I Can't or I Don't?
With an uncharacteristic boldness and a false sense of comfort, my friend declared that he finally felt free.
You see he had just heard a message on Romans 7:19 and concluded that he was precisely like the Apostle Paul. The things he wanted to do (righteousness) he couldn't do. Meanwhile, the things he didn't want to do (sin) he kept on doing.
He went on to glory in the fact that his newfound understanding and consequent "freedom" were rooted in the Bible. He told me that as Christians we would never be completely free of sin this side of heaven. But it was ok because Paul struggled just the same.
I just stood there dumbfounded. My friend, believing he was free was now in greater bondage than ever before.
I asked a series of questions with the hope that I could change his mind. "What were the things Paul wanted to do?" He answered, "good things." "But he couldn't do them, right?" "Right." "What were the things he didn't want to do?" "Sin," he said. "But this was all he could do, correct?" "Correct." "So Paul effectively said all he could ever do is sin? Is that what you're saying?" "Uh, no... I didn't think about it like that."
I followed by sharing with him the context of the particular passage. I explained that Paul had been talking about the bondage that he was under before Christ. That the things Paul wanted to do he could not do because he was unregenerate. Even in his human attempts he was still under the law and had been enslaved to sin. Meanwhile, the things he didn't want to do he didn't have the Spirit to overcome.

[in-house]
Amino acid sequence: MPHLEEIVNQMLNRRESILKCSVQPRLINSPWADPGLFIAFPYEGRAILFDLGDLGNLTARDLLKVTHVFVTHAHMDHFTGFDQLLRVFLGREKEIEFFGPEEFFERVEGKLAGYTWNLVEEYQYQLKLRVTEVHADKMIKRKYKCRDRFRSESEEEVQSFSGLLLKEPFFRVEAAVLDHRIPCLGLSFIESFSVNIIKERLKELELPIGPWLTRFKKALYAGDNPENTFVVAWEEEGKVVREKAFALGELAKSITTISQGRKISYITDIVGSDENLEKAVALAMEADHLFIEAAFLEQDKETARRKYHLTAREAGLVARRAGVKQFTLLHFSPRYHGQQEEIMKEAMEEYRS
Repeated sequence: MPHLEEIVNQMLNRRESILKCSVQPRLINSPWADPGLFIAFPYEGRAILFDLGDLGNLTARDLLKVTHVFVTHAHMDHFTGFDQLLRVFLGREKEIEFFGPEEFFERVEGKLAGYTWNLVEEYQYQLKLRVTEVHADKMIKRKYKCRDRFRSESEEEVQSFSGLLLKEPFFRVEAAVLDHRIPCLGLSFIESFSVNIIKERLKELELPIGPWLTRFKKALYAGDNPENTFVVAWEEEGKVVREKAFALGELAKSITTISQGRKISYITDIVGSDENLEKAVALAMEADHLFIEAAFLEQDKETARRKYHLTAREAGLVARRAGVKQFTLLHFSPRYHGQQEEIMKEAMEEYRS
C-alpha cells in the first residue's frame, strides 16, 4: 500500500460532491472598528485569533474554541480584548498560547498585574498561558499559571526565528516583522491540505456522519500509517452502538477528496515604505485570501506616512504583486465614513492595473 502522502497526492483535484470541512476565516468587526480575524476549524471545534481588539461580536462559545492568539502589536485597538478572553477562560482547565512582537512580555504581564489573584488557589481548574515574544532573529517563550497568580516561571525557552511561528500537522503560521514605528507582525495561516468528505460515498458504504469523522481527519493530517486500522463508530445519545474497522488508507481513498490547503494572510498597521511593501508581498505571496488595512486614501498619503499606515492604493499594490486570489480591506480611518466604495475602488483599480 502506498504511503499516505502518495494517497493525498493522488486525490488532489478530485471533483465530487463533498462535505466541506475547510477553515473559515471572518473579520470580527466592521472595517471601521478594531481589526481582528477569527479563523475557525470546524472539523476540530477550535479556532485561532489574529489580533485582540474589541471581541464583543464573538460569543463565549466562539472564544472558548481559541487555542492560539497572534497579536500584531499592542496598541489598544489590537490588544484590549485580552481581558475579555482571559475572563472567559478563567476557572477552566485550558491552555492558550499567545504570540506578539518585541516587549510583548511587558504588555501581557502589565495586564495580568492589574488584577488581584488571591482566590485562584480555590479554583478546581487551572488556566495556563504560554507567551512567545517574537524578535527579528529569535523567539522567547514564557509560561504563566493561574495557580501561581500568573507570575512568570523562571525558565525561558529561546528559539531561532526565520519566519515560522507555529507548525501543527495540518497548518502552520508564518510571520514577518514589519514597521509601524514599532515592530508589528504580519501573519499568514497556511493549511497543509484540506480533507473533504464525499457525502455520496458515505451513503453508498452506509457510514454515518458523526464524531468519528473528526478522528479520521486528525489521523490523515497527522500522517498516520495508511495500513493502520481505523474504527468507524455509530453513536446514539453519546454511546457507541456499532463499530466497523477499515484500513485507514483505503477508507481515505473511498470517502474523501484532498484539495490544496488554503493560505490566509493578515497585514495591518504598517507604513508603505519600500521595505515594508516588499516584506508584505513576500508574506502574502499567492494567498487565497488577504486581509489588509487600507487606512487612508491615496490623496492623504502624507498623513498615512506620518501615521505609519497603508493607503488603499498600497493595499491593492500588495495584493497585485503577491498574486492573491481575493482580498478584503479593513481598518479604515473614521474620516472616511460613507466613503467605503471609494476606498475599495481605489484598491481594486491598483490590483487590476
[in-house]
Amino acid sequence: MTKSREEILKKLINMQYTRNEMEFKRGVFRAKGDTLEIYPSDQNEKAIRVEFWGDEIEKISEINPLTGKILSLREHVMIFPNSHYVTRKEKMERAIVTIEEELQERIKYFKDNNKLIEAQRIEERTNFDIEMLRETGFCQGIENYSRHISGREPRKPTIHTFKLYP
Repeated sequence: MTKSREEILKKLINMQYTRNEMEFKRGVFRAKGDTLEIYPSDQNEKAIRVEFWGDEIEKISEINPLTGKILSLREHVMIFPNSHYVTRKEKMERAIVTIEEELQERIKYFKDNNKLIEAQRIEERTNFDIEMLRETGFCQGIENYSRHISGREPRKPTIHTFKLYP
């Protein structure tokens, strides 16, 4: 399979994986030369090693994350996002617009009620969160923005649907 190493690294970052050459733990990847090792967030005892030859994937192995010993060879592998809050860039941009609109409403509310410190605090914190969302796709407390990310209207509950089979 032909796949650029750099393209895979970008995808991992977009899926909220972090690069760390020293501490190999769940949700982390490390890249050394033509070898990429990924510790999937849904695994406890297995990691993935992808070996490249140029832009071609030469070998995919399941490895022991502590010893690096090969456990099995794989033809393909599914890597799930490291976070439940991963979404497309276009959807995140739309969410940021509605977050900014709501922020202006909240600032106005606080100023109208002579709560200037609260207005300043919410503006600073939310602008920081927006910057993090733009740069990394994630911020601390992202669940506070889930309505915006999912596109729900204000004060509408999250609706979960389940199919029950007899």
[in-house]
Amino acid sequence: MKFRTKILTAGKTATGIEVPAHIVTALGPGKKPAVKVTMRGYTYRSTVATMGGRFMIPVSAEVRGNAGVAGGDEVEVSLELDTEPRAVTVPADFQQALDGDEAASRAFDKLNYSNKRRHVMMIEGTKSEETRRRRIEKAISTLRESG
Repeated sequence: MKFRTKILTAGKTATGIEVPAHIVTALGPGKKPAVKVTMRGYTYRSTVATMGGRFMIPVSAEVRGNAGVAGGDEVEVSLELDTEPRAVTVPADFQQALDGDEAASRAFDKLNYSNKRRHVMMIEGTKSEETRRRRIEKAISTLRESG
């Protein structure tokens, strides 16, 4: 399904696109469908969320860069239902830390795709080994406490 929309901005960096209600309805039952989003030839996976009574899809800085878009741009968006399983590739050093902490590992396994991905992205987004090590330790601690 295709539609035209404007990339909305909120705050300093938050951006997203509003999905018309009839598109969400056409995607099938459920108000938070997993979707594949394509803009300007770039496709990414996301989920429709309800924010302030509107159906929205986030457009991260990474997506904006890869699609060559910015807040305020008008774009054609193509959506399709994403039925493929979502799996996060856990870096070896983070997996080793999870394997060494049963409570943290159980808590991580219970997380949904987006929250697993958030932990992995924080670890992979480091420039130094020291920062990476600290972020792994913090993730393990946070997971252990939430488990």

I went on to show him that at the end of Romans 7 in verse 24 Paul asks "Who will set me free from the body of this death?" only to answer his question in verse 25 with "Thanks be to God through Christ Jesus our Lord." In other words, I shared that Paul was contrasting his old self with his new self. He was not saying that the new Paul couldn't obey God. Instead, due to Jesus, he was now free from the bondage of his past inabilities.
My friend responded with frustration. "You're advocating for sinless perfection. That's not possible!" I simply waited... "Nobody can just stop sinning!" he concluded. After he settled down, I asked him for proof to back up this claim. He said, "Look at people. Nobody is void of sin." I responded, "I agree, but saying Christians can't stop sinning and saying they don't stop sinning are two very different things."
The Apostle Paul goes on in scripture to call people to obedience, faithfulness, holiness, etc. As I shared in yesterdays blog, Paul tells us to live to the standard (perfection) to which we HAVE (past tense) already attained (and this through Jesus Christ alone). Therefore, if Paul truly believes that the good we want to do we cannot do, he's preaching a contradictory message. Furthermore, since this is in the Bible, we would have to conclude the Bible itself is contradictory. Good luck with that!
Church, leaving sin behind even as a Christian is tough. Admittedly it's something we cannot do on our own. Praise God we don't have to, for God has empowered us through His Holy Spirit. But just because you don't obey God in moments of your life, it doesn't logically follow that you can't obey. If God says that we are free, then we are free. If God says we can do something, then we can. If God, at the same time affords us grace to err (which He does), it doesn't logically follow that we, therefore, are incapable of obedience; this is called a non sequitur.
Walking in the freedom of Christ is vital for a life of joy and peace, but we must walk in the freedom of Christ. This is a freedom from sin, not a liberty to sin. Just because you don't, doesn't mean you can't church!
Tomorrow we're going to look at a passage from 1 Peter 1. I encourage you to read this chapter and write down any questions you have related to the idea of sin and obedience.